Making a living teaching civil disobedience

Activist: Han Shan's job is instructing protesters how to kick up a righteous ruckus.

April 14, 2000|By Deborah Bach | Deborah Bach,CONTRIBUTING WRITER

WASHINGTON -- It's not difficult to spot Han Shan.

Just look for the guy with the cell phone attached to his ear. Shan carries two of them, and the calls come and go almost constantly. Pacing and talking at the downtown Washington space where activist groups have converged in preparation for Monday's World Bank and International Monetary Fund annual meeting, Shan stands out amid the sea of piercings and dreadlocks. Clean-cut in a crisp blue shirt, his brown hair cropped and tidy, the 27-year-old looks more like a mover and shaker on the ladder up than a political agitator.

Closer inspection, though, reveals something else. The shirt is from Banana Republic, yes, but Shan bought it secondhand, meaning the international clothing company received not a dime of his consciously spent cash. His well-worn Doc Martens are made of animal-friendly ersatz leather. And while the pin on his lapel is indeed the green and black anarchist star, Shan isn't comfortable with the term, explaining he wears it not as a statement but as a reminder of the struggle against injustice.

It's a cause to which Shan, born and raised in the Baltimore area, is passionately committed. As the program director for the Ruckus Society, a Berkeley, Calif.-based organization that trains protesters, Shan makes his livelihood in the business of civil disobedience. And if there is an ideal poster boy for the movement, he's it -- model good looks, deeply intelligent, articulate, congenial and unfailingly gracious.

"Do you mind walking?" he asks a reporter, striding briskly down a Washington street. "Are you cold? Do you want a jacket?"

As for himself, such fundamental considerations are far from his mind. There's simply too much to do. There are appointments to arrange, demonstrations to plan for and always, always, calls to make. Fueled by caffeine and conviction, Shan whirls through the day in constant motion. It's no small task, helping coordinate the hundreds of "Ruckatistas" who have descended on Washington in an effort to derail Monday's meeting.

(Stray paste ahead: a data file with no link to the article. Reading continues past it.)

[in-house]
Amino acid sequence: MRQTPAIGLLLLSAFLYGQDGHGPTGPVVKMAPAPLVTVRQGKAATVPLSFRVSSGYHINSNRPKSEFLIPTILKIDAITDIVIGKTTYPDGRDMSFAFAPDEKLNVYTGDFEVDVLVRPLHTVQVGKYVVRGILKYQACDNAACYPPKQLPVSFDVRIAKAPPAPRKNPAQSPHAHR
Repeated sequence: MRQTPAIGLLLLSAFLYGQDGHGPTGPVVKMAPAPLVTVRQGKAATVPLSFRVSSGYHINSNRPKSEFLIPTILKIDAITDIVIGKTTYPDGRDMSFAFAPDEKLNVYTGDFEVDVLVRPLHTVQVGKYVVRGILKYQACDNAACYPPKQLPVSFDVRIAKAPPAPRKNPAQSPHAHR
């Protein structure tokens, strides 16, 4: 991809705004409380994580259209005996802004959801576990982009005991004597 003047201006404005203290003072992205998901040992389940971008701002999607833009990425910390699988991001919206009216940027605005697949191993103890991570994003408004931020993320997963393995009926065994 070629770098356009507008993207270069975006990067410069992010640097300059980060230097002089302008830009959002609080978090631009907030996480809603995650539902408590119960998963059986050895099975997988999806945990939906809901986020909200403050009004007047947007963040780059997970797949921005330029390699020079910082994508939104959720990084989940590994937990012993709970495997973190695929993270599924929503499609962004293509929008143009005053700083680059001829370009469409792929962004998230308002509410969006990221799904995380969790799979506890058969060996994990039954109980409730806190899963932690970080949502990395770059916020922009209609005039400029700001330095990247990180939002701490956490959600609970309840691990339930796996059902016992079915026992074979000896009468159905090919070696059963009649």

How that disruption is achieved, however, is of critical importance to the Ruckus Society, a nonprofit organization formed in 1995 that advocates nonviolent activism through "action camps." The camps provide training in tactical maneuvers such as scaling buildings or forming blockades and assistance with planning and media communications. They may be organized around a particular issue, such as one scheduled in preparation for the World Petroleum Congress in Calgary in June, or held whenever space is available. One element that's a constant, Shan says, is teaching nonviolence.

Activists familiar with the Ruckus Society say Shan's strength as a leader is in his ability to effect change peaceably.

"He can mobilize students, but he's always thinking about how no one can get hurt," says Jessica Coven, who attends Columbia University and belongs to Students for a Free Tibet. "He knows how to change things and make things happen through nonviolent direct action, which is most important."

Thupten Tsering, another member of Students for a Free Tibet, says he's learned a great deal from Shan. "He makes people understand it's not only about getting out in the street and going crazy," he says, standing on the steps of the Capitol during a labor rally Wednesday.

Some critics, however, have decried the global justice movement as less than pacifist, pointing to the violence that erupted during last year's World Trade Organization meeting in Seattle.

Shan is concerned that media coverage of the incident focused heavily on the actions of a small number of protesters. He considers property destruction "alienating and really stupid" but says smashing windows at a Nike shop is very different from attacking a person.

"I think it's incredibly important that we delineate between violence against human beings and property destruction," Shan says over a vegan lunch at an Ethiopian restaurant. "I think the media's reaction and the authorities' reaction to the property destruction [demonstrates] this incredible worship of property over human life."

Negative publicity notwithstanding, Seattle signified a coming of age for the Ruckus Society, Shan says, representing a pivotal moment for a groundswell that's been gathering momentum.

Today's revolutionaries are as likely to be nurses and postal workers as idealistic students or guerrilla radicals. The face of protest has changed, Shan says, as awareness -- and suspicion -- increases around economic institutions.

"I'm really gratified that people are becoming so sophisticated in their understanding of how global economics is the underlying paradigm upon which so much oppression and so much disparity between rich and poor is based," he says.

Shan sees Baltimore as a microcosm of the global economy and calls the city's plans for revitalization of its west side misguided.

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